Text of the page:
The United States has been pressing for Iraq's parliament to approve the new constitution on time so it can be submitted to a national referendum two months later. If the charter is approved, then a new election for a fully constitutional government will be held in mid-December.

Change in government could mean less U.S. troops
A broad-based constitutional government could enable the United States and its international partners to begin scaling back their military presence in Iraq next year.

Sunni Arabs constitute about 20 percent of Iraq's 27 million people but form a majority in several provinces including Anbar, Salahuddin and Nineveh and are the driving force behind the relentless insurgency.

Earlier this month, insurgents claimed to have abducted and killed the Egyptian top envoy, Ihab al-Sherif. Bahrain's top envoy was slightly wounded and Pakistan's ambassador escaped injury in separate attacks that were claimed by al-Qaida in Iraq.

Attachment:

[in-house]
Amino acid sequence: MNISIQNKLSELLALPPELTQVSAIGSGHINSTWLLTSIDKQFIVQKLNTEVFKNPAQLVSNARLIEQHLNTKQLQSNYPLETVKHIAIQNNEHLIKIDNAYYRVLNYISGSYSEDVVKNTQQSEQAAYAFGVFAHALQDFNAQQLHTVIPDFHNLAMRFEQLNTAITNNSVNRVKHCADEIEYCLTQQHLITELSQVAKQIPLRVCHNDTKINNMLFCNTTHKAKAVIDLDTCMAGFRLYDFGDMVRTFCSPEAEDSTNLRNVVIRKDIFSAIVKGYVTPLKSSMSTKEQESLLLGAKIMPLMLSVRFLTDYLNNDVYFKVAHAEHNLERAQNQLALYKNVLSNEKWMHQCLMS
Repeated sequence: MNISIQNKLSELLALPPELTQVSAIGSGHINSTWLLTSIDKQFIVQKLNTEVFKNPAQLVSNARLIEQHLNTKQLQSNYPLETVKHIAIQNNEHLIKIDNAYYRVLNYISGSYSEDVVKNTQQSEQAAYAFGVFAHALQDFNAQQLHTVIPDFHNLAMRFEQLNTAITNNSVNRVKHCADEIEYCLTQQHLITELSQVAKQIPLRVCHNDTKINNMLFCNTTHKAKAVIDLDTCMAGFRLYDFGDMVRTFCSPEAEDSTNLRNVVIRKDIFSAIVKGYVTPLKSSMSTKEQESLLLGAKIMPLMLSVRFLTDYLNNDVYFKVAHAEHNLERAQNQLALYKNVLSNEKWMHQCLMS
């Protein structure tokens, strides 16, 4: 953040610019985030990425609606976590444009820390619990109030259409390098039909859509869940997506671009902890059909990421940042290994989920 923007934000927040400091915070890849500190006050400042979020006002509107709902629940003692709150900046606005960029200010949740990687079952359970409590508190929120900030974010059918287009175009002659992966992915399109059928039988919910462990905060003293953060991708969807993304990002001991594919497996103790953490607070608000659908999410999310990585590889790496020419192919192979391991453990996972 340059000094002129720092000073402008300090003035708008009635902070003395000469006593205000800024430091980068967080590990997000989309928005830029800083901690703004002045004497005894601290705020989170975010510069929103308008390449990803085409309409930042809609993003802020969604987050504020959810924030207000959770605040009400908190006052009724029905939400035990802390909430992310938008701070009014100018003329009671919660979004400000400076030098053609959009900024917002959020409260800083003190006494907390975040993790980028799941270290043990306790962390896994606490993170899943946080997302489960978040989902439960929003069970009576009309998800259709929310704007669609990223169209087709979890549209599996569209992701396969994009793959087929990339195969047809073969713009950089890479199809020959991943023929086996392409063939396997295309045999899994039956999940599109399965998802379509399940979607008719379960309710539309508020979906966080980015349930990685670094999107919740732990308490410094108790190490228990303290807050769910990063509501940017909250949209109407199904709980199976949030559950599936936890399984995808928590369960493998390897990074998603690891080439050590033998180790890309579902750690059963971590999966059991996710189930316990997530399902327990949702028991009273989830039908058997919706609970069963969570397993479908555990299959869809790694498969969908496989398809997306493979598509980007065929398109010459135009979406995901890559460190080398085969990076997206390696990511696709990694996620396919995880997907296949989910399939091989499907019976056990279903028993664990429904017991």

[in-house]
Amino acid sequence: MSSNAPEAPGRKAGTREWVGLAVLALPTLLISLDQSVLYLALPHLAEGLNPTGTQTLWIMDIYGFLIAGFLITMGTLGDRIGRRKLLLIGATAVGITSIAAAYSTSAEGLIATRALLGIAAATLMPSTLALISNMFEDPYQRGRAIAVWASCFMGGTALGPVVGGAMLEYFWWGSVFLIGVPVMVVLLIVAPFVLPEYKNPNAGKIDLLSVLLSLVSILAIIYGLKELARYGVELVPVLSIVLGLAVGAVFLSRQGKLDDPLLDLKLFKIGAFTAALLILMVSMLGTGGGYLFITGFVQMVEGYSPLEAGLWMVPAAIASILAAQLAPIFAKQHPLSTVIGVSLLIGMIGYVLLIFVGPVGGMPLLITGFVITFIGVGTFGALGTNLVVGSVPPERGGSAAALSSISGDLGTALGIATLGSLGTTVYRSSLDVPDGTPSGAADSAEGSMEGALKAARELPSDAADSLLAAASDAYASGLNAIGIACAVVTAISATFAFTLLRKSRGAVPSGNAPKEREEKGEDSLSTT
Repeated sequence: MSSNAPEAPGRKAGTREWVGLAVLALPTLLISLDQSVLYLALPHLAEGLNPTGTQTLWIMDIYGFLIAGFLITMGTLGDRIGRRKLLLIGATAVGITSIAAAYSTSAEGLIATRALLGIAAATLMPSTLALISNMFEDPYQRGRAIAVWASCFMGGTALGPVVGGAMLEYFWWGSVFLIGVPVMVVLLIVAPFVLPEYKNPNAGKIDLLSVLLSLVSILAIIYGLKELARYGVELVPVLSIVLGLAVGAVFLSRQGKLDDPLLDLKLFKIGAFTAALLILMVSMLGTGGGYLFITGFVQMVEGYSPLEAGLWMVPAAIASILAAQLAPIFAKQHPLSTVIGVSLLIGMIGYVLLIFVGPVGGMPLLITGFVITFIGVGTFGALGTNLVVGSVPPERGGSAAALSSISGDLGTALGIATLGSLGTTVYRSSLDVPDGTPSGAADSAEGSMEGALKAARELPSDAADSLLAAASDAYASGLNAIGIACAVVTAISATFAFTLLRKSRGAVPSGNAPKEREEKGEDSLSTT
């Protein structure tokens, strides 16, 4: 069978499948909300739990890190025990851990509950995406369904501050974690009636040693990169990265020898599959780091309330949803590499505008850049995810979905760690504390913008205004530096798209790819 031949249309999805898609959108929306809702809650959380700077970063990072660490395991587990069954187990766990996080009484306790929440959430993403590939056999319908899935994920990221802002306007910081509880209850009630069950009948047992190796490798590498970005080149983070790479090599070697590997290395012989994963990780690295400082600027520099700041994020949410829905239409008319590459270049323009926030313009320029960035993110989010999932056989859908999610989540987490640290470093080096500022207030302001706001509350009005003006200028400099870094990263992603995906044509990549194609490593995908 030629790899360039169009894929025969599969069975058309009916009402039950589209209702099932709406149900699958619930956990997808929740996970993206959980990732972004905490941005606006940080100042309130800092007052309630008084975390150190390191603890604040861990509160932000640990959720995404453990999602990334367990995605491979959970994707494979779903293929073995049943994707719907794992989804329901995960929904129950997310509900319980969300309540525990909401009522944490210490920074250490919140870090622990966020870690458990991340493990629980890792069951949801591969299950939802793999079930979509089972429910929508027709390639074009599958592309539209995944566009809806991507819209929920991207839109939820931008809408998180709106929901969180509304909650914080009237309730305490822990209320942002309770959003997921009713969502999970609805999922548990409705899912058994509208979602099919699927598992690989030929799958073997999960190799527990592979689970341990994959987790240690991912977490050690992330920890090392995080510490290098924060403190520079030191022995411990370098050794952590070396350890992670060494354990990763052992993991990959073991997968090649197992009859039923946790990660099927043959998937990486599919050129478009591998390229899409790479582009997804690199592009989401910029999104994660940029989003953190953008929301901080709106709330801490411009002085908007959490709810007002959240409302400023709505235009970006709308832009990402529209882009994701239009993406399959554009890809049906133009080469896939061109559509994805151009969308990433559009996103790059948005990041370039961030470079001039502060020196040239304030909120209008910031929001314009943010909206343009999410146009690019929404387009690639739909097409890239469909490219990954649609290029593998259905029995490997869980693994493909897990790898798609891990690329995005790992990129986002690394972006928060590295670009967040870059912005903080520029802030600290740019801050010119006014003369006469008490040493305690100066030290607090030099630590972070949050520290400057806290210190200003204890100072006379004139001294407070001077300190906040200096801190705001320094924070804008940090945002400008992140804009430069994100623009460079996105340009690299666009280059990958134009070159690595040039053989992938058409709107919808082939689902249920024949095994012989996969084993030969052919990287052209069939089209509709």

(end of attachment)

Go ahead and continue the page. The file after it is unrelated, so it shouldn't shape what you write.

Iraq's most feared terror group has threatened to seize "as many ambassadors as we can" to punish governments that support Iraq's Shiite-dominated government.

A total of 49 countries or entities have some form of diplomatic representation in Iraq, including 18 Arab or non-Arab Muslim countries, according to Iraq's Foreign Ministry and country Web sites.

In violence Thursday, a suicide car bomber rammed into an Iraqi army checkpoint, killing six soldiers and wounding 13 in Mahmoudiyah, about 20 miles south of the capital, army Lt. Odai al-Zeiadi said.

An Iraqi army checkpoint in southern Baghdad also was hit by a suicide car bomber, killing one soldier and wounding six, al-Zeiadi said.

In other developments Thursday:

  • Three members of the Qadisiyah provincial council were shot to death by gunmen in western Baghdad.
  • A Ministry of Trade employee was killed in a drive-by shooting in the Shiite enclave of Sadr City in the capital.
  • Explosives were thrown into the compound of a British security firm in Baghdad's western Yarmouk area, killing one Iraqi guard and wounding two others.
  • A roadside bomb hit an Iraqi patrol in Latifiyah, killing three soldiers and wounding another three.
  • The U.S. military said seven Iraqi police were killed and one was wounded when their patrol was ambushed Wednesday in the northern city of Mosul.
  • The Iraqi government said 11 suspects were detained in Mosul in the past 24 hours, including one Libyan citizen, "proven to be a terrorist," who arrived four days ago.